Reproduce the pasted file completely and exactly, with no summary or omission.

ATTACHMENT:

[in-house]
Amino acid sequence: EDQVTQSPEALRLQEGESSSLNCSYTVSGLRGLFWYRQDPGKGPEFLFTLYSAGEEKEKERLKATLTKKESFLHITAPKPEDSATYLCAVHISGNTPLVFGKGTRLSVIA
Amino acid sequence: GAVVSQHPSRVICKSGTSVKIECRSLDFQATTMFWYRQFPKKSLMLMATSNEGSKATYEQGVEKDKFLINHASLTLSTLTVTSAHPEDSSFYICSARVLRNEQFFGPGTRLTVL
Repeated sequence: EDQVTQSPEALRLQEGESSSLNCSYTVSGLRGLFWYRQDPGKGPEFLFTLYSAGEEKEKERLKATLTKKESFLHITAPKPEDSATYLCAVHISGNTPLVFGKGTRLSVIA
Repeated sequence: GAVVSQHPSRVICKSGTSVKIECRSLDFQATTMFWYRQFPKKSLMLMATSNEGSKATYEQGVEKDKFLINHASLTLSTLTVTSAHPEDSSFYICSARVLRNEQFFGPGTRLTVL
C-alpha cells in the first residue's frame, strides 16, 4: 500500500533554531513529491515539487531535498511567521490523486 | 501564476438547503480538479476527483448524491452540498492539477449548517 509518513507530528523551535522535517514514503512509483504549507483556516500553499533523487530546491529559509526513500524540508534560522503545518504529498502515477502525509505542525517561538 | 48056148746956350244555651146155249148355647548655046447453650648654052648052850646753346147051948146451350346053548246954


[in-house]
Amino acid sequence: EDQVTQSPEALRLQEGESSSLNCSYTVSGLRGLFWYRQDPGKGPEFLFTLYSAGEEKEKERLKATLTKKESFLHITAPKPEDSATYLCAVHISGNTPLVFGKGTRLSVIA
Amino acid sequence: GAVVSQHPSRVICKSGTSVKIECRSLDFQATTMFWYRQFPKKSLMLMATSNEGSKATYEQGVEKDKFLINHASLTLSTLTVTSAHPEDSSFYICSARVLRNEQFFGPGTRLTVL
Repeated sequence: EDQVTQSPEALRLQEGESSSLNCSYTVSGLRGLFWYRQDPGKGPEFLFTLYSAGEEKEKERLKATLTKKESFLHITAPKPEDSATYLCAVHISGNTPLVFGKGTRLSVIA
Repeated sequence: GAVVSQHPSRVICKSGTSVKIECRSLDFQATTMFWYRQFPKKSLMLMATSNEGSKATYEQGVEKDKFLINHASLTLSTLTVTSAHPEDSSFYICSARVLRNEQFFGPGTRLTVL
C-alpha cells in the first residue's frame, strides 16, 4: 500500500533554531513529491515539487531535498511567521490523486 | 501564476438547503480538479476527483448524491452540498492539477449548517 509518513507530528523551535522535517514514503512509483504549507483556516500553499533523487530546491529559509526513500524540508534560522503545518504529498502515477502525509505542525517561538 | 48056148746956350244555651146155249148355647548655046447453650648654052648052850646753346147051948146451350346053548246954